Perhaps her most indelible memory of her editorship came one summer when she was visiting friends in Wales. Mergenthal had left her assistant in charge, carefully listing all the stories in progress on a whiteboard that was set up in the Bugle’s old offices above the Hampton Park Co-op on Raymond Avenue. When her daughter joined her in Europe, Mergenthal greeted young Rebekah with a perfunctory, “How are things at the Bugle?” Beka gasped, “I’m not supposed to tell.”
Mergenthal was calm, insisting that all her instructions had been left on the whiteboard. “I don’t think there’s a whiteboard anymore,” was the response, and that was how she learned that the Bugle office had burned down in her absence.
Office manager Kathy Magnuson had managed to rescue most of the files, but Mergenthal had other reasons to decide on a career change at that point. A few years earlier, in the winter of 1986, she had suffered a parent’s worst tragedy when her daughter Naomi was killed in an auto accident. Mergenthal was left in a coma in the same incident and underwent weeks of recovery from brain injuries afterward.
When the opportunity arose to buy the oldest continually published Welsh newspaper in America, Mergenthal decided it was time to reinforce her ties with her heritage. The daughter of a Welsh immigrant father who farmed in southern Minnesota, Mergenthal was raised on annual expeditions to the all-important Gymanfa Ganu, the traditional hymn-singing meetings where the Welsh express their ethnic pride in sturdy four-part harmony.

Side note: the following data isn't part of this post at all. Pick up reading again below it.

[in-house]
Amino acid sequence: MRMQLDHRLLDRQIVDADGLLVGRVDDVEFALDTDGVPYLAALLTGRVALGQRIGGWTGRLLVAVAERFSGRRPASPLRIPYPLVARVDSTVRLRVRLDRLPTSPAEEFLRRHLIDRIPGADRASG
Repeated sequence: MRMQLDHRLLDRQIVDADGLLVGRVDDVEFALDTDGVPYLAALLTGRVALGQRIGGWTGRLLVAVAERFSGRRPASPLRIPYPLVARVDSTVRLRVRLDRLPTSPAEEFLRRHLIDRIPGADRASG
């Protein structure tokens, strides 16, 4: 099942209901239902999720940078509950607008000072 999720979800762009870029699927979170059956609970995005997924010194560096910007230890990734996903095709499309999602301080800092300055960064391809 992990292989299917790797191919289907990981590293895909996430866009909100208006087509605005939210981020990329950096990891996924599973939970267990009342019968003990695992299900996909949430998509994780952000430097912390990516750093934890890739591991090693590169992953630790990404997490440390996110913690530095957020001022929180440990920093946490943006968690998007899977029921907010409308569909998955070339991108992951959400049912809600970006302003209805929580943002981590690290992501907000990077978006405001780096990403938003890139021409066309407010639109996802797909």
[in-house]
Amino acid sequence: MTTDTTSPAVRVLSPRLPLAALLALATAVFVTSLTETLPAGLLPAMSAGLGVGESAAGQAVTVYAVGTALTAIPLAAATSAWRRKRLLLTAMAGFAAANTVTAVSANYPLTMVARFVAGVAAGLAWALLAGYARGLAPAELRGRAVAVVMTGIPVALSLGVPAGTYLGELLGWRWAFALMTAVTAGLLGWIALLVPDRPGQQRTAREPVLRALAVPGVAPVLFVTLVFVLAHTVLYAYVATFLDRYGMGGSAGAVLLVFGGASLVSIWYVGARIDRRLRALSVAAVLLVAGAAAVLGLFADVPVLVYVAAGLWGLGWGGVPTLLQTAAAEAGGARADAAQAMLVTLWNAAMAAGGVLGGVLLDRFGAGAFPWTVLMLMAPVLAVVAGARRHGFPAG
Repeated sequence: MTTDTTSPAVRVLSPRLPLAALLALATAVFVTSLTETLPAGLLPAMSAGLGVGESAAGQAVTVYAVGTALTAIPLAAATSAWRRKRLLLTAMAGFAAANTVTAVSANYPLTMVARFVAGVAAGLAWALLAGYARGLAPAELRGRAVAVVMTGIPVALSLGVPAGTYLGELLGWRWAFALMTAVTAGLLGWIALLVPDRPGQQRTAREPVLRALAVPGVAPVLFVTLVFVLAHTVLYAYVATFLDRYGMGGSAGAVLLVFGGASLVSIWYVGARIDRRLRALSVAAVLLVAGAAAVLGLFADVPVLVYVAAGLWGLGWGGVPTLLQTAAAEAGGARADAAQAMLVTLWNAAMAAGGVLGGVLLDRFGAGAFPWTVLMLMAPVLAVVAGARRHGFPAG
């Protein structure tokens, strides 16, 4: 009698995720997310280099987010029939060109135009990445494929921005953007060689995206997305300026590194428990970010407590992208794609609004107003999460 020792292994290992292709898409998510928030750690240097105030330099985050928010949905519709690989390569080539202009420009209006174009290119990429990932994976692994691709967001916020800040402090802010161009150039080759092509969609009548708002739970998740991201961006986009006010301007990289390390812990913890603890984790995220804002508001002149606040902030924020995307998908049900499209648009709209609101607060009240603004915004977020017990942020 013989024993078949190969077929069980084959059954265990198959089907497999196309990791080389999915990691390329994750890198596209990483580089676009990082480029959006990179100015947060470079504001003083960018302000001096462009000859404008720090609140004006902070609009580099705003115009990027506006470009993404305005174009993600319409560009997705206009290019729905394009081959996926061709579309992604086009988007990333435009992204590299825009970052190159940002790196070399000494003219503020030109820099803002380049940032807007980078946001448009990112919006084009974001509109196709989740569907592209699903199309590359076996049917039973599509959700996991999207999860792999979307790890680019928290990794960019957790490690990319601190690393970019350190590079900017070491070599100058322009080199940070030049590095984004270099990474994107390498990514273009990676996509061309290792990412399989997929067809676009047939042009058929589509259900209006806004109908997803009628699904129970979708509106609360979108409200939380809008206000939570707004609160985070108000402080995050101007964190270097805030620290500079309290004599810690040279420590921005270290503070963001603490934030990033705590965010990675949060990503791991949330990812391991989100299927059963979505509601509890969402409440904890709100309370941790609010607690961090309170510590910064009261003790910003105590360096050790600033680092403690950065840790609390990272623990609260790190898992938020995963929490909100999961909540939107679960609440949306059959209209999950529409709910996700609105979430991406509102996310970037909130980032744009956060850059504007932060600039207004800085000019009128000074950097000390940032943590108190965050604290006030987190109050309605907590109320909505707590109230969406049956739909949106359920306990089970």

“Gymanfa was the only time my dad would get a substitute to milk the cows,” she says. Merganthal published Y Drych (The Mirror—pronounced Ah-Dreekh) out of her basement for nearly a decade, finally selling it in 2001, a few years before the death of her husband from a long illness.
It was at the funeral of Ann Bulger, the Bugle’s previous obituary editor, that Mergenthal realized she was the right person to take over Lives Lived. “None of the current writers knew anything more [about the people of the area] than I did,” she explains.
From her unique vantage point on the past and present of St. Anthony Park, Mergenthal has seen a lot of change over the years. “St. Anthony Park was much more conservative—both socially and politically”—in 1968, when she moved to the neighborhood, she says. Mergenthal well remembers when the area elected one of its first Democratic legislators in modern times.
Although the Legislature was officially nonpartisan in those days, representatives identified with either the DFL or the Conservative Caucus. DFL-er Neil Dieterich won the State House race in 1972 by defeating a previous incumbent, Jack Morris, who just happened to be Mergenthal’s brother. “The neighborhood was really shocked,” Mergenthal recalls.
In more recent times, she says, “Neighborhoods [like St. Anthony Park] have become less provincial. Small businesses have closed. We drive to the ’burbs for groceries, schools. We’re more integrated with the city, the state and the world.”
That’s the upside. The downside, according to Mergenthal, “People don’t know their neighbors so well.”
It’s that sense of increasing anonymity that Mergenthal tries to combat in her work. It’s one of the secrets to a good obituary, she says. “Have some of their real life in it. Something about what they liked, what they said, how they got married.”
Judy Woodward is a reference librarian at Roseville Library and a frequent contributor to the Park Bugle.